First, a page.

Coexisting on the Range

Fladry & Turbofladry

Fladry fencing Works best to: Deter wolves from attacking livestock, especially during vulnerable times, such as birthing or at night. (Please note: Fladry has not been shown to be effective for deterring bears.)

Fladry is red or orange strips of flagging, 20 inches long and 4 inches wide, spaced at 20-inch intervals and suspended so that flags hang about 20 inches off the ground. 

Fladry works as a novel scare device. The flapping flags frighten wolves and deter them from the attractant. Fladry alone is most effective as a short-term (30 to 45 day) deterrent. If wolves see the same fladry for too long, they will become habituated to it and will no longer be afraid, rendering it ineffective. It is important to use fladry for short periods of time and reconfigure it every few days when possible to prevent wolves from becoming habituated to it.  It should be used for areas of one square mile or less.

Fladry can be installed for long term use as an addition to an existing fence line, or temporarily, with fiberglass posts. Temporary fladry fencing can be installed quickly and by as few as one person. Fladry requires maintenance to ensure that the flags are not coiled around the line or hung up on brush. The flags must remain free to flap in the wind in order to be effective. 

Fladry can be further strengthened with the addition of an electrified line; this combination is called turbofladry. Wolves will test fladry by approaching it and occasionally biting it.  The added “bite” of turbofladry uses electric shock to enhance the negative experience of wolves that encounter fladry. Turbofladry is more expensive, but estimates show its effectiveness can last three or more times longer than regular fladry. 

Fladry and turboflady can be difficult to find on the market. Contact your wildlife or agriculture agencies or local Defenders of Wildlife office for help obtaining and installing fladry. 





Works Best to: Secure small pastures or corrals. 

Small pastures or corrals on private land can be fenced with temporary or permanent fencing that keeps animals in a designated area for security and ease of vigilant monitoring when needed. These fences can be strengthened with electric fencing, fladry or turbofladry. Temporary night pens can also be designed using electric fencing, fladry or turbofladry to secure livestock for short periods. Under open-range conditions, portable fencing and pens are easier to install and more affordable, but stress to livestock and native plants should be considered, as well as grazing permit restrictions. Fladry has not been shown to be effective in deterring bears. Local wildlife managers can help determine tools that are best suited for your operation, or contact Defenders of Wildlife field offices with questions.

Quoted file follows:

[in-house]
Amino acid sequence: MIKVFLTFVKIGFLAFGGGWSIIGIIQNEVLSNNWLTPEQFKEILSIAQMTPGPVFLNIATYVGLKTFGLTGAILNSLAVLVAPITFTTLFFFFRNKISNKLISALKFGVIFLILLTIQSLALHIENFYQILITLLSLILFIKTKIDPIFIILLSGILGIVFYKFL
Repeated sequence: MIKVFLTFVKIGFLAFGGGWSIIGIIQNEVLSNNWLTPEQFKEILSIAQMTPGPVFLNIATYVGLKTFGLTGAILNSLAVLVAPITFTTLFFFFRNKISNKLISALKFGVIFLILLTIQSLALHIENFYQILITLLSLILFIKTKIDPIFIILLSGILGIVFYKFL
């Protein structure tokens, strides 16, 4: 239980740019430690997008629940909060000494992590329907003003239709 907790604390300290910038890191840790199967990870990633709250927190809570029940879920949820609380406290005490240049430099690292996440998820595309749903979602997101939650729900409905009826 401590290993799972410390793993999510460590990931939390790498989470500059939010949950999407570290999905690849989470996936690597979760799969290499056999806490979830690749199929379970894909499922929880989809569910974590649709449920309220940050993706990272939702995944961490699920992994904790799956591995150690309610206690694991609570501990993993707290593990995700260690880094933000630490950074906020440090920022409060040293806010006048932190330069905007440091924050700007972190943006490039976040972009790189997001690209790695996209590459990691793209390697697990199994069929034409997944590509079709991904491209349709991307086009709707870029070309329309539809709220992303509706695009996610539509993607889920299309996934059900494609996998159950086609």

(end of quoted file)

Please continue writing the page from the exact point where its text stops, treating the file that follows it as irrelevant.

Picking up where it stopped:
Scare Tactics

Works best to: Frighten predators and create a negative association with the attractant. 

Humans on the range with the livestock can use a scare tactic to frighten predators when they see them, creating a negative association with the livestock. A wide range of devices can be used to frighten wildlife, preventing the depredation immediately and making a lasting negative association with livestock. Scare devices can include automated lights, flashlights, automated noise-makers, air horns, and starter pistols. Scare devices work on the concept of novelty, deterring predators by startling them with an unknown and frightening obstacle. Like other proactive tools, predators can become habituated to these devices, rendering them ineffective, so it is important to use them for short periods of time, and vary them as much as possible. 

Nonlethal ammunition such as beanbag shells, paintballs, and rubber bullets can also be used to scare or averse condition predators by creating a negative association with people and attractants. The legality and availability of nonlethal ammunition varies by state and by species; consult wildlife managers before using this tool. Starter pistols and air horns can also be used when predators are in the vicinity of livestock or other attractants to startle and scare them away. Consider the risk of wildfire or check with wildlife managers before using starter pistols. 

Predators may remember negative experiences and avoid humans and human presence in the future. However, if the item attracting a predator is a highly valuable food (such as an animal carcass or smelly garbage), negative stimuli may not be enough, and removing the attractant or moving livestock away from the attractant may be the best long term solution.


Automatic Deterrents

Works best to: Frighten wolves as they enter a particular area. 

Foxlights, effectively strobe lights, flash a varied pattern of flashing lights (LEDs) mimicking human activity. Foxlights flash at night regardless of predators being in the area with an automatic on/off function. Foxlights can be posted around or throughout a sheep bedding ground or concentrated grazing area to deter predators. They can be attached to an existing fence or installed with a post. Foxlights should be used for short periods of 30 days or less, and should be moved and reconfigured to prevent wolves from getting comfortable and losing their fear of them. Like other deterrents, Foxlights and similar devices may work best as a temporary deterrent or in tandem with other deterrents. Evidence also suggests that they may be more effectively used proactively to prevent predation, rather than reactively to deter an ongoing problem.